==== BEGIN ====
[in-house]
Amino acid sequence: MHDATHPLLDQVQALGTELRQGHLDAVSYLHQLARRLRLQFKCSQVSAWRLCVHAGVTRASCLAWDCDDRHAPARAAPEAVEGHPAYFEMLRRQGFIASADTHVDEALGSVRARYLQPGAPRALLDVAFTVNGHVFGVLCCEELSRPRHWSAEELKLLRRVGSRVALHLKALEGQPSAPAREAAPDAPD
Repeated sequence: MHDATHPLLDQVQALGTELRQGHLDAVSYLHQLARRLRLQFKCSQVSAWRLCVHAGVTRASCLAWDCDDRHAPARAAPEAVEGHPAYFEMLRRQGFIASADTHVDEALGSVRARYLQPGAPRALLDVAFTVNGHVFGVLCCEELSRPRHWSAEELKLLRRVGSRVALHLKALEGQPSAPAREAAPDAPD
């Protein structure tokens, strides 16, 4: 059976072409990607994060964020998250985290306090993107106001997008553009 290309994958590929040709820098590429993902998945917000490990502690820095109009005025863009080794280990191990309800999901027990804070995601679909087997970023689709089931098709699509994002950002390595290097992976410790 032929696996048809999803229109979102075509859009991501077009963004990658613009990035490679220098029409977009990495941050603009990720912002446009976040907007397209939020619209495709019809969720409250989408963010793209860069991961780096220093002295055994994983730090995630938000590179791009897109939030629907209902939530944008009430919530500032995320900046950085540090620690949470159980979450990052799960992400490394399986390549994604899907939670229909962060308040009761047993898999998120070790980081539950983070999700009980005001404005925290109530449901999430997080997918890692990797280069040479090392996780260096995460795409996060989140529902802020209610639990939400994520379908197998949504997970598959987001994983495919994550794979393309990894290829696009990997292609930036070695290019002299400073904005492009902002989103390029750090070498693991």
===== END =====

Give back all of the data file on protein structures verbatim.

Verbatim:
[in-house]
Amino acid sequence: MHDATHPLLDQVQALGTELRQGHLDAVSYLHQLARRLRLQFKCSQVSAWRLCVHAGVTRASCLAWDCDDRHAPARAAPEAVEGHPAYFEMLRRQGFIASADTHVDEALGSVRARYLQPGAPRALLDVAFTVNGHVFGVLCCEELSRPRHWSAEELKLLRRVGSRVALHLKALEGQPSAPAREAAPDAPD
Repeated sequence: MHDATHPLLDQVQALGTELRQGHLDAVSYLHQLARRLRLQFKCSQVSAWRLCVHAGVTRASCLAWDCDDRHAPARAAPEAVEGHPAYFEMLRRQGFIASADTHVDEALGSVRARYLQPGAPRALLDVAFTVNGHVFGVLCCEELSRPRHWSAEELKLLRRVGSRVALHLKALEGQPSAPAREAAPDAPD
């Protein structure tokens, strides 16, 4: 059976072409990607994060964020998250985290306090993107106001997008553009 290309994958590929040709820098590429993902998945917000490990502690820095109009005025863009080794280990191990309800999901027990804070995601679909087997970023689709089931098709699509994002950002390595290097992976410790 032929696996048809999803229109979102075509859009991501077009963004990658613009990035490679220098029409977009990495941050603009990720912002446009976040907007397209939020619209495709019809969720409250989408963010793209860069991961780096220093002295055994994983730090995630938000590179791009897109939030629907209902939530944008009430919530500032995320900046950085540090620690949470159980979450990052799960992400490394399986390549994604899907939670229909962060308040009761047993898999998120070790980081539950983070999700009980005001404005925290109530449901999430997080997918890692990797280069040479090392996780260096995460795409996060989140529902802020209610639990939400994520379908197998949504997970598959987001994983495919994550794979393309990894290829696009990997292609930036070695290019002299400073904005492009902002989103390029750090070498693991």